Because our population is such a mixture of cultures I sometimes hear snatches of a half-dozen different languages in a single day. My next-door neighbors on one side speak Samoan at home. On the other side is a Japanese family. They are an older couple and at least second-generation here in Hawaii. They speak English to each other and their kids & grandkids, but I sometimes hear them switch smoothly to Japanese with guests. I have Filipino, Portugese and Tahitian neighbors here on my block. The family directly across the street from me is Hawaiian. They all speak English when out and about, though many speak their national languages at home. English is the language of business and school and strangers who cross ones path. It is the thread that binds our polyglot society into a cohesive whole, but it is the local pidgin that defines “local.” I love its lyrical expressiveness. It soars and surges and captures the imagination. It is the language of complete candor and familiarity. It finds it’s most magical completeness in the children, those young enough to have not yet been told by some authoritarian figure that they should abandon pidgin and speak “correct English.” I contend, along with many others, that pidgin is a vital part of their cultural heritage and it is shameful to try to quash it. Like the “old school” teachers who used to punish left-handedness, there are those who would try to humiliate children into giving up this important part of who they are.
What follows is the closest I can come to sharing an overheard conversation. I’ve probably got spellings wrong and may have selected the wrong words in a few place.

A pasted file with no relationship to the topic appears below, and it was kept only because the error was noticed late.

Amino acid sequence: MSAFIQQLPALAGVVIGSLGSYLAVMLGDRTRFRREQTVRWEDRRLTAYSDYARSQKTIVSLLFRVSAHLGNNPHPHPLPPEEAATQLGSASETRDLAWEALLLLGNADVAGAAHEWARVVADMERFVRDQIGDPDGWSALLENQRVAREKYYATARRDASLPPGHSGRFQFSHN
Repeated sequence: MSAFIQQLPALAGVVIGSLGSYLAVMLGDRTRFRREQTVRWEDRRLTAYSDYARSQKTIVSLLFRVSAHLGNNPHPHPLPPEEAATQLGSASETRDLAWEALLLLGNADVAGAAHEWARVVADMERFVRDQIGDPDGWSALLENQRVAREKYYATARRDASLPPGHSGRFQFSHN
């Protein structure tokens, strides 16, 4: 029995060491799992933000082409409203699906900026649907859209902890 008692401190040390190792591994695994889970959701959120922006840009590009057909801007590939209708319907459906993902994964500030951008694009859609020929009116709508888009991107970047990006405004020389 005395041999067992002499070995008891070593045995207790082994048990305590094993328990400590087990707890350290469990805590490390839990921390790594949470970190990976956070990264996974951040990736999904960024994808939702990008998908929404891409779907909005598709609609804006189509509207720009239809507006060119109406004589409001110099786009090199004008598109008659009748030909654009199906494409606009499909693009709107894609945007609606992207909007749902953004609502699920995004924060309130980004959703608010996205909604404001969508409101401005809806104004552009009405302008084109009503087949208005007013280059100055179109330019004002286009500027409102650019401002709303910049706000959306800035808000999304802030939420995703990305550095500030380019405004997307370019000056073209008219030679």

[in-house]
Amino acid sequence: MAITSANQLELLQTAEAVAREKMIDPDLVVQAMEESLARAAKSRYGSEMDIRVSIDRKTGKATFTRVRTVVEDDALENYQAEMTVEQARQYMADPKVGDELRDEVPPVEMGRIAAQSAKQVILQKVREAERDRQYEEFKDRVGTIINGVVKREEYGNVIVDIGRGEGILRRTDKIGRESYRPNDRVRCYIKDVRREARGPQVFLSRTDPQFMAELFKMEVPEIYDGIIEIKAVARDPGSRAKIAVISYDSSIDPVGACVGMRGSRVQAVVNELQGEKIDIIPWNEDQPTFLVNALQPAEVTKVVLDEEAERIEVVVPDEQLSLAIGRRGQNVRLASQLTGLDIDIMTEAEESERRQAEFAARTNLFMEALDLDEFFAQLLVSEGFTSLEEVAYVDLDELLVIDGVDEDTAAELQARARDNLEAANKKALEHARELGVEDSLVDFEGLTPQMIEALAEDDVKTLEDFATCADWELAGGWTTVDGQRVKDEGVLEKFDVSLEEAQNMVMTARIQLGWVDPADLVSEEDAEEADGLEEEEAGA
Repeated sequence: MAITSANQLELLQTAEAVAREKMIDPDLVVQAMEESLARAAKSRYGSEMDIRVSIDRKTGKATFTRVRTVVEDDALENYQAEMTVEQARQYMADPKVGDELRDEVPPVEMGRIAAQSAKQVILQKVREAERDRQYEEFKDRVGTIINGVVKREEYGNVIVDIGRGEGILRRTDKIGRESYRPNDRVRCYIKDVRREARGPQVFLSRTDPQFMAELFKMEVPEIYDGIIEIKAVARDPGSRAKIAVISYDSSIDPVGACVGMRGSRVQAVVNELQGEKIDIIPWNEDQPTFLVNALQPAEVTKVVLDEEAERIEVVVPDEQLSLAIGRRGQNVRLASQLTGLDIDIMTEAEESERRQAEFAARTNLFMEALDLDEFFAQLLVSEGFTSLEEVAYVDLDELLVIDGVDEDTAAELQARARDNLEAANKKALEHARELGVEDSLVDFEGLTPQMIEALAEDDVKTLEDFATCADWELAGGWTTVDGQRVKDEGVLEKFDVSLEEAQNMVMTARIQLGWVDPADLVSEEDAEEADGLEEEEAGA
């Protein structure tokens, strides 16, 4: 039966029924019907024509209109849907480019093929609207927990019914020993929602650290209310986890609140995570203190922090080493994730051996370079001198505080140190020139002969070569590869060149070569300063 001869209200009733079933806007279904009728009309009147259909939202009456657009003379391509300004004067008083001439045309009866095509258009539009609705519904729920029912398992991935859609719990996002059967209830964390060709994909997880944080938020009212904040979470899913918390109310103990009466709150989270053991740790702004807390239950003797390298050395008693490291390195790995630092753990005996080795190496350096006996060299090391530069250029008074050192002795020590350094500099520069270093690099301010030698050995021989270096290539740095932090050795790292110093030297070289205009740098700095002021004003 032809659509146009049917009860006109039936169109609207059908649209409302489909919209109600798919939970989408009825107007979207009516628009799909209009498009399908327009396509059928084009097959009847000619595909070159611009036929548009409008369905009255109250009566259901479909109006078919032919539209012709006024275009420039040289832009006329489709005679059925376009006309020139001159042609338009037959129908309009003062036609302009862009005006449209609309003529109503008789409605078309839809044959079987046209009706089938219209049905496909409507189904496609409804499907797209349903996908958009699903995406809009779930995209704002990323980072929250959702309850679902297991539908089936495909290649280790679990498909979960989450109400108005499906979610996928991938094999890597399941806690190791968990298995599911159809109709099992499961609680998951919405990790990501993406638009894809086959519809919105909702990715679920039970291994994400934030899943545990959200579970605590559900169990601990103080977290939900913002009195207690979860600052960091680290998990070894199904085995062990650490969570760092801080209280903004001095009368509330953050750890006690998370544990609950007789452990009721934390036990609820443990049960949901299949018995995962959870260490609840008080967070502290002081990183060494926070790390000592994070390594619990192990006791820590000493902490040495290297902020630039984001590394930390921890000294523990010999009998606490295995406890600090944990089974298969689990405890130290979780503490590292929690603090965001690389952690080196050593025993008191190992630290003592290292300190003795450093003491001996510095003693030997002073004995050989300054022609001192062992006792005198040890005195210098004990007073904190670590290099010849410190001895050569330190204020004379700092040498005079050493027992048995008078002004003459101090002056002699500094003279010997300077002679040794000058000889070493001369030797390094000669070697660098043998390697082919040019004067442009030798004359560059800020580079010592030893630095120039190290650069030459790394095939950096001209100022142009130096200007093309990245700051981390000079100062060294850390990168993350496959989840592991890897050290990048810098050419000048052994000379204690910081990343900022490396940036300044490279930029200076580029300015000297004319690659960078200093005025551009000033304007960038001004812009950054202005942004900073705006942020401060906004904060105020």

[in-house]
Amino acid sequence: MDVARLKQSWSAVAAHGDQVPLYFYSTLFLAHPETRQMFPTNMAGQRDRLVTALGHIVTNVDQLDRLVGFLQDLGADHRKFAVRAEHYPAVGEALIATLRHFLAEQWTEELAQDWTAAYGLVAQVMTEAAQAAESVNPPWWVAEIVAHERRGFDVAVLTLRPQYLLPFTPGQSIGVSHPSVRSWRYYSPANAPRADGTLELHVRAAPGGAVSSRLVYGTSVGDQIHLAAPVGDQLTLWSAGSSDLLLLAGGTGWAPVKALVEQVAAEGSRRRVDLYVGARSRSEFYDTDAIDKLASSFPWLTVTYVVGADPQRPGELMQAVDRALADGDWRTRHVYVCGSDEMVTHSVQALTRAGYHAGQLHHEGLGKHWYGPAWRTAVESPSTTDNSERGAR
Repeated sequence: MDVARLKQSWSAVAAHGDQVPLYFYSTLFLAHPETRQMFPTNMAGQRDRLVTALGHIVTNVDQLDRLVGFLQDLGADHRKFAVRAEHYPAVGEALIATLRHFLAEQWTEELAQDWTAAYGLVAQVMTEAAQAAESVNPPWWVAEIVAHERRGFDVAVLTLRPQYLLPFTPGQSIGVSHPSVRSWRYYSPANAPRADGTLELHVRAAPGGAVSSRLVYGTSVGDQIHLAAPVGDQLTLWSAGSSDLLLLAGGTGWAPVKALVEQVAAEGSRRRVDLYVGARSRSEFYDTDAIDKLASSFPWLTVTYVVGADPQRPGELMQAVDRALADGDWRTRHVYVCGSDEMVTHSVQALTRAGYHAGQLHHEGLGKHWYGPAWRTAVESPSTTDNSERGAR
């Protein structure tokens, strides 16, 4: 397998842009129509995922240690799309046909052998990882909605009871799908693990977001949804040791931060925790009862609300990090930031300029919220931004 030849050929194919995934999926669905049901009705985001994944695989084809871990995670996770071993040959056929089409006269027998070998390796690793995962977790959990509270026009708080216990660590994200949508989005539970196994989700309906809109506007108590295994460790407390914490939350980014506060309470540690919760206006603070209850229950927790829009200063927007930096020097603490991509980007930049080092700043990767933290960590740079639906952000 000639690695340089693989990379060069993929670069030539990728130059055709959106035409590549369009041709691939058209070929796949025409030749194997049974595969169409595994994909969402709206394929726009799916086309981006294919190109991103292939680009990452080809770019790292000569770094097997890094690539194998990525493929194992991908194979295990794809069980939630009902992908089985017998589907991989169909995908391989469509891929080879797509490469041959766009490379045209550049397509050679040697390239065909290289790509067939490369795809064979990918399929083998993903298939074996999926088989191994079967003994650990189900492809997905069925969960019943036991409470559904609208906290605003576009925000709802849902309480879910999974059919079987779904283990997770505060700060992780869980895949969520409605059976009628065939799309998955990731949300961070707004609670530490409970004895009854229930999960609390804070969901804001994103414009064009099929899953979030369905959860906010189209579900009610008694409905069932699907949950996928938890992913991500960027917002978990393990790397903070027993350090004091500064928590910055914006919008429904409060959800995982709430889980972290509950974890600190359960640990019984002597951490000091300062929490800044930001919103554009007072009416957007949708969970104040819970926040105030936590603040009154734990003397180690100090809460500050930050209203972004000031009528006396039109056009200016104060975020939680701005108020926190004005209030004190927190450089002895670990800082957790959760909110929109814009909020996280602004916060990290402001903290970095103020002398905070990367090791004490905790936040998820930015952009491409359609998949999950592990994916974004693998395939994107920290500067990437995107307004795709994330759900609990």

A young boy passes an older woman who is raking up leaves in her yard.
“Auntie, can have one mango?
“Come, boy. Help rake da leaves, I give you five mango.”
“I help, yeah.”
“Whose boy you? I know your mama?”
“Don’t know, auntie. She Lani.”
“Lani works at Tamura?’
“No, not dat one. She work da Rec Centa.”
“Ah, dat Lani. Kauka your Dad.”
“Yeah, yeah, auntie.”
“He still *da kine?
“Yeah, fo evah, I tink.”
“Got two big buddahs?”
“Tree? Kimo, Lino … oh, oh, oh … Keo dat oddah one!”
“Him, yeah. Got him one hapa girl, she hapai. Make me uncle.”
“Fo real, auntie.”
“Heah, boy. One bag fo you carry mango.”
“Got five Auntie. Das good?”
“Going going. Tree big buddahs, one hapai wahine. Need plenny.”
“Ho! Tanks, auntie.”
“Tell your mama come see Auntie Laika.”
“Boy, what dey call you?”
“You one good boy Ekeka. Akamai”
“Tanks auntie. I go. Get lickens come home late.”
“Go, boy. Come back bumbye.”
*Da kine can mean almost anything that all parties in a conversation know and understand. In this case it might mean that he’s still singing in nightclubs, or driving a truck or teaching at the high school. Ekeka and Laika both know what it means, so da kine is effective conversational shorthand.
hapai = pregnant
hapa = mixed race
akamai = clever, smart
bumbye = by and by, some later time
Labels: life in Hawaii, linguistics, pidgin